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Give winter a bear hug to help overcome seasonal depression

For those of you know me, you know that I’m not a “winter person”.  Even though I was born and raised in the Great White North and consider myself a “dyed-in-the-Hudson’s Bay-wool-blanket, maple leaf waving patriot who convinced her mother to change her 60-year long landed immigrant status to full Canadian citizen in honour of the 150” Canadian, I’ve never been able to bring myself to accept our winters.

This winter is going to be even more of a challenge.  When the COVID crisis started ramping up in late February/early March, the experience was kind of surreal.  We didn’t really understand what we were facing, there were new rules for public interaction, some folks were walking around in masks while others were trying to figure out where to get them, and the biggest inconvenience was the multiple trips to multiple stores to try to find that last, elusive roll of toilet paper.

Now, as we experience the second surge of this horrific pandemic we are also heading into another Canadian winter. This time, we have a better sense of what to expect, we understand social distancing, we’ve survived home schooling and we have watched as small businesses have struggled and innovated to keep their heads above water.  And in many cases, the crisis has brought out the best in people as we have rallied to support our frontline workers, neighbours and local businesses.

But we have also experienced isolation at an unprecedented level.  We have had to adjust to staying home and to not visiting or hugging our friends and family members in person.  This has been especially difficult for our elderly loved ones and for those who struggle regularly with their mental health. 

Approximately 2-3% of Canadians are deeply affected by Season Affective Disorder (SAD), and experts say that another 15% experience mild symptoms each year.  This year, however, there is even more concern that the shorter days, increased darkness and colder temperatures will have an impact on the mental health of Canadians.  We should be thinking about this now – for ourselves as well as our loved ones.  By being aware and proactive, we may be able to counter some of the negative effects of the season so that we can emerge into Spring with joy and hope for the future.

So, given that I’m not a “winter person” and in the spirit of “if you can’t beat ‘em, join ‘em”, I’ve challenged myself to embrace the season. What do I mean by that?  I mean no more seasonal denial. I’m going to not just cooperate, I’m going to PARTICIPATE with winter this year. In fact, I”m going to give winter a big old polar bear hug. How, you ask?  Well, I’m going to:

Leg It!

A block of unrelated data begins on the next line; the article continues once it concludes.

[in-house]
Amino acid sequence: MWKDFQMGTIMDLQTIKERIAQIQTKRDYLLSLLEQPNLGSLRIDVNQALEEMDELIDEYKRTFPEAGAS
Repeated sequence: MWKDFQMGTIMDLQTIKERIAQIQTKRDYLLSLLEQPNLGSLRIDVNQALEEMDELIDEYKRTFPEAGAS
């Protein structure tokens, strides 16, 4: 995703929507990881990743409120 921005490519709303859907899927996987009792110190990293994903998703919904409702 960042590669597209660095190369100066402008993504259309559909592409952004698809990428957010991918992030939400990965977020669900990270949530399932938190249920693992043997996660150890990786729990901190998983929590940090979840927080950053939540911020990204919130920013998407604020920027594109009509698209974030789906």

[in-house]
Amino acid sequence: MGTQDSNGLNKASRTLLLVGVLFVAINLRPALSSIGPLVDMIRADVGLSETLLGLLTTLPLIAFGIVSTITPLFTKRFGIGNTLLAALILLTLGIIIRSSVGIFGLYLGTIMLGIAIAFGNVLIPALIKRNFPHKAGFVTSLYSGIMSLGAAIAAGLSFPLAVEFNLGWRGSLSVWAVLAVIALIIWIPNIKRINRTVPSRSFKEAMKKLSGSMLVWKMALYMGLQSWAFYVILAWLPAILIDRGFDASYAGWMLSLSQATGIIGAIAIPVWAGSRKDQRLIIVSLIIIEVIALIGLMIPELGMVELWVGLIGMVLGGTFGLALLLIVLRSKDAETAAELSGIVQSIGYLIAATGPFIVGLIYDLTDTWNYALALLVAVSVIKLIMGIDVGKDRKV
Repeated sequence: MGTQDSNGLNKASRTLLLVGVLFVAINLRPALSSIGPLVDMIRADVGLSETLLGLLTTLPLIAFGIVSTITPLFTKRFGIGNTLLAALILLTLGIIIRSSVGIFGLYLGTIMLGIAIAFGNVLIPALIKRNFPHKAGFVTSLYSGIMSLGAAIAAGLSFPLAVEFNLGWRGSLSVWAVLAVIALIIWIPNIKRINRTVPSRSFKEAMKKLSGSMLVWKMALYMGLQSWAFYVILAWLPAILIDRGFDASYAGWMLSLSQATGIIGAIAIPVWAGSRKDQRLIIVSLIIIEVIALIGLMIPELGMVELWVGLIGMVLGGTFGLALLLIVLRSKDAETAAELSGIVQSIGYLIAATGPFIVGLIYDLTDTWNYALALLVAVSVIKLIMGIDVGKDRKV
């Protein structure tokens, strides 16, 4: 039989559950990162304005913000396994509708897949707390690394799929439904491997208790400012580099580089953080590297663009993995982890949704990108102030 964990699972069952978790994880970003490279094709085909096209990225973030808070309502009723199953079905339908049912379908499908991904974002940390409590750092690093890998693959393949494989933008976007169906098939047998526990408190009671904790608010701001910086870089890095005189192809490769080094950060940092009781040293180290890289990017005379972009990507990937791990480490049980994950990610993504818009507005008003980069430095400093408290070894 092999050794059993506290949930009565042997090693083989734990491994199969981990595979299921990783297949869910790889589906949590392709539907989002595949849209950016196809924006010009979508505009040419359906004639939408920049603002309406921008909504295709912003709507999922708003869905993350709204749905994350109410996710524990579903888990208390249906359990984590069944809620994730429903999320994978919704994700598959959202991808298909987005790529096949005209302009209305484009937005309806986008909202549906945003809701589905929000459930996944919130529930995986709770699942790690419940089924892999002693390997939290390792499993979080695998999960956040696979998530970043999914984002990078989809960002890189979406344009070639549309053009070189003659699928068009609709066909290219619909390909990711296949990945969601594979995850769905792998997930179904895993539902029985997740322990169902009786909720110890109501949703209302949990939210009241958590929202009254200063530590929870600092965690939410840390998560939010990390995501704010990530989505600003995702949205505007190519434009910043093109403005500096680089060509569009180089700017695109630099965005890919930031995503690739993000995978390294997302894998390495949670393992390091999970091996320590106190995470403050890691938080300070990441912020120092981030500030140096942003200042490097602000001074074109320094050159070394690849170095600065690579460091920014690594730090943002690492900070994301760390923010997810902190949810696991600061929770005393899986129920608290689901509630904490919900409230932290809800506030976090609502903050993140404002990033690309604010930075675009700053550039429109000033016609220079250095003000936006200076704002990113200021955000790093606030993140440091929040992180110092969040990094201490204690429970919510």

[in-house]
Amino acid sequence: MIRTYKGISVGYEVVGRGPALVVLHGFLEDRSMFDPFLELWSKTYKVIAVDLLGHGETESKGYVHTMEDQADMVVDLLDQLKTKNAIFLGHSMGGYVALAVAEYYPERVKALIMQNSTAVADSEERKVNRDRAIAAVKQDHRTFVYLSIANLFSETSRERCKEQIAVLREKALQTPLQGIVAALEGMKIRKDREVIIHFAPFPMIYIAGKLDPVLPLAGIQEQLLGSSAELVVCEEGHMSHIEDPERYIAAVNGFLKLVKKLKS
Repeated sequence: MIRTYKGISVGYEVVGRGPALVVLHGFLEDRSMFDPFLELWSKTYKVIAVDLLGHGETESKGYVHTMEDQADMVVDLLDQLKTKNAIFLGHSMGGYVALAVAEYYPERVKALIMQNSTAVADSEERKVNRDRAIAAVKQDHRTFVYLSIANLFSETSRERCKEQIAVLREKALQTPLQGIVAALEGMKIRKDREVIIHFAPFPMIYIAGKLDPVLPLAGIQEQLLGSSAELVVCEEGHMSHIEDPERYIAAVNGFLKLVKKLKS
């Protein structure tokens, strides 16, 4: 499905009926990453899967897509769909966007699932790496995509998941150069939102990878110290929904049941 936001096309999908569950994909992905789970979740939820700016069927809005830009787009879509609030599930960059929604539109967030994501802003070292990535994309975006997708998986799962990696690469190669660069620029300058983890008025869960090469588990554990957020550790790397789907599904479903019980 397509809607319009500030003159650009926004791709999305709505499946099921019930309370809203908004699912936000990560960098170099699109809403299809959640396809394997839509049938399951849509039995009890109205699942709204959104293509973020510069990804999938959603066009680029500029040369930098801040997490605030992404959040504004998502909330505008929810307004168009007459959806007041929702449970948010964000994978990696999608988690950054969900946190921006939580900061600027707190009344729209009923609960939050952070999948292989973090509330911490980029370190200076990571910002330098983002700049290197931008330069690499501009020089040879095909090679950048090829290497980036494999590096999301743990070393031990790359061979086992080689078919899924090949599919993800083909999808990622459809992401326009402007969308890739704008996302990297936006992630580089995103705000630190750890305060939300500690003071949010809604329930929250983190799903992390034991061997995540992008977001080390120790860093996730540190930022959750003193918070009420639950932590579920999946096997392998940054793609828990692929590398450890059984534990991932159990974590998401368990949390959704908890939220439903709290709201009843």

Although I have a tendency to associate winter exercise with hibernation and a heated floor, this year I’m taking it outdoors!  Yes, you heard right.  I’m donning my toque and snowpants and taking this body on the road (well, the sidewalk actually).  Walking is the new black and I’m not letting -30 Celsius and 4 feet of snow hold me back.

Cook Up a Storm

For some reason, I’m obsessed with my kitchen lately.  I think it’s only normal to turn to comfort food in colder months, but, seriously,  I can’t get enough of buying new, unusual and untried ingredients and hunkering down in my kitchen with old episodes of Top Chef for hours at a time.  I also look for recipes that include foods rich in Vitamin D, such as salmon and egg yolk, since a boost in “D” can elevate the mood.  It also helps that my husband is always a willing victim.  And it’s a great way experience and taste the world while staying safely at home.

Seek Solace in the Snow

Okay I’m really doing this!  I have this massive Buddha outdoor art print in my backyard and it’s become my favourite spot to seek a little peace.  After bundling up and clearing an area of the deck for my yoga mat, I park myself and meditate.  Now, you’re probably asking for how long??  And, are you crazy??  Well, depending on the temperature, I’ve been out there anywhere from 5 to 30 minutes.  It’s amazing how peaceful it is – to breath the fresh air and listen to the winter birds.  And at the end of every session I am always grateful (to be back inside – jeez it’s cold out there!).

Bring the Beach to the Blizzard

I’ve decided I’m going on vacation this winter.  I don’t care what anyone says! So, since I am obviously NOT boarding a plane any time too soon, I’m bringing the beach to my own backyard.  It’s all about enjoying my patio year round.  My tropical oasis is a cozy getaway made up of comfy couches, a warm firetable, my beloved Spaberry hot tub, and my sunny beach outdoor art print. This gorgeous print adds colour and warmth to an otherwise gray palette, and every time I look out my back window I’m in the sun again.  Unlike outdoor canvas or metal artwork, my print is weatherproof, it stays outside in the harshest cold and snow and remains as beautiful as the first day it went up.  Of course, my trip to the beach is best enjoyed with a pina colada in hand!

Whatever tricks and tools you decide to employ to help you get through this winter, I wish you and your family a healthy Canadian winter season.  And, like true Canucks, we will support each other, weather this storm and emerge like butterflies into a new Spring full of hope and opportunity.

Lisa Hartley, Founder of Off the Wall On the Fence